Everything You Need to Know to Be a Master of Business Arts
Published: April 15, 2014
The Only Business School You'll Ever Need
From the mind of bestselling author Stanley Bing, the ultimate corporate mentor, comes The Curriculum: Everything You Need to Know to Be a Master of Business Arts, a no-nonsense, real-world strategy for success. Sharp, practical, and amusing when it needs to be, and lavishly enhanced with charts, graphs, and other illuminating illustrations, The Curriculum is certain to occupy a place of pride on any shelf dedicated to books that explain how business works, and how that knowledge can be used to achieve power, happiness, and indefensible amounts of money. Included are key chapters on
not appearing stupid (mandatory for entry-level students);
fabricating a sustainable business personality;
management, group dynamics, and the art of selling;
self-branding and self-marketing;
mastering electronic communications; and
dealing with bosses and other crazy people.
After contributing thousands of columns to Fortune, Esquire, and the Wall Street Journal, and writing nearly a dozen books on corporate strategy, Stanley Bing is at the top of his game, dispensing a lifetime's worth of hard-won wisdom to the next generation of masters. Enroll in The Curriculum, and his secrets will be yours—along with an attractive diploma, suitable for framing. More
The scholarly discipline of Bullshit Studies has blossomed in the last several years, fertilized by a number of critical works on the subject and the growing importance of the issue across a wide range of professions. Now, best-selling author and lifelong practitioner Stanley Bing enters the field with a comprehensive look at the many attractive jobs now available to those who are serious about their bullshit and prepared to dedicate their working life to it.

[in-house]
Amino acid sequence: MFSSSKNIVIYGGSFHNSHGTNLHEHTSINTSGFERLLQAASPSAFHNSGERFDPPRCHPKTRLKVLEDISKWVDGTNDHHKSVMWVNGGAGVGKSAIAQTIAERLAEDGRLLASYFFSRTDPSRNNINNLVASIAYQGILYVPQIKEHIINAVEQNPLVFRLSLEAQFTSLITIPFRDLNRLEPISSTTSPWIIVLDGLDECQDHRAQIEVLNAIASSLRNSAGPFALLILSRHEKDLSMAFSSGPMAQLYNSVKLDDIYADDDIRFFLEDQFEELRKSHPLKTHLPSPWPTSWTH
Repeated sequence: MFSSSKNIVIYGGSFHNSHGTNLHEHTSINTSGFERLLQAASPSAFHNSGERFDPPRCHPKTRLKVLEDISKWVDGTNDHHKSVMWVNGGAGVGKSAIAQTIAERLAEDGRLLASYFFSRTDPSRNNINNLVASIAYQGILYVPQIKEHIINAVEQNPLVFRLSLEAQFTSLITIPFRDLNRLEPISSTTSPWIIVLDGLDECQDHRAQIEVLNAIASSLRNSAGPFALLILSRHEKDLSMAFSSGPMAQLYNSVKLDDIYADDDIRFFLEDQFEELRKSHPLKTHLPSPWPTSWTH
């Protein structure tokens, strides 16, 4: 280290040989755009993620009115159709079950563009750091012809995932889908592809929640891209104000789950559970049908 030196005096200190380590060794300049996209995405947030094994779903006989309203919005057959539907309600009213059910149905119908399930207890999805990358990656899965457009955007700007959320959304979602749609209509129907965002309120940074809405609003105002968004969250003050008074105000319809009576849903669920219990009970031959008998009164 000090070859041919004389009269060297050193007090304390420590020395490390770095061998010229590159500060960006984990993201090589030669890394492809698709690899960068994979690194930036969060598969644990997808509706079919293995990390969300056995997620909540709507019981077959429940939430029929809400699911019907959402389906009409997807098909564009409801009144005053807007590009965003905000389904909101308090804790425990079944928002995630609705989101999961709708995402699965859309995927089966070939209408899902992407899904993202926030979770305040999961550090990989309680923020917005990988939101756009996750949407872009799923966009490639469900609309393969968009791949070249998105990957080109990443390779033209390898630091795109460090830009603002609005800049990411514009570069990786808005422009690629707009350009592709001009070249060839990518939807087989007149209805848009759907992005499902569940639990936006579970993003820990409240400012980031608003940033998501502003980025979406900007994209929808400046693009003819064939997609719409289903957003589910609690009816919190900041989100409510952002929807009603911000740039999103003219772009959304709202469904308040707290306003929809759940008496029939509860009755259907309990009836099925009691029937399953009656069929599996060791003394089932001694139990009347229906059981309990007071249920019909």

What, Bing inquires, do a feng shui consultant, new media executive, wine steward, department store greeter, and Vice President of the United States have in common? What, too, are the actual duties performed by a McKinsey consultant? Other than sitting around making people nervous? Could that possibly be his core function? Likewise, what does an aromatherapist actually do, per se? Sniff things and rub them on people, for big fragrant bucks? Is that all?
The answer in all cases is "Yes." They all have bullshit jobs.
These few, of course, are just the beginning. Across the length and breadth of this shrinking globe, skillful bullshit artists have secured pleasant, lucrative employment, and are enjoying themselves more than you are. In virtually every occupation, from Advertising to Yoga Franchising, lucky individuals who "work" in these coveted positions enjoy the best lives imaginable -- they are paid well, they rarely break a sweat, and their professions are highly respected, because nobody really knows what they do.
At once funny, useful, and tolerably philosophical, this groundbreaking work takes a close look at 100 bullshit jobs -- the money they bring with them, the actual tasks and activities involved (if any), and famous and successful examples of each position, who will provide the neophyte with inspiration. Most crucially, Bing goes on to offer what others so far have not--a clear, concise strategy to help job-seekers at every level reach for that brass ring, knowing full well that it may be attached to the nose of a bull. More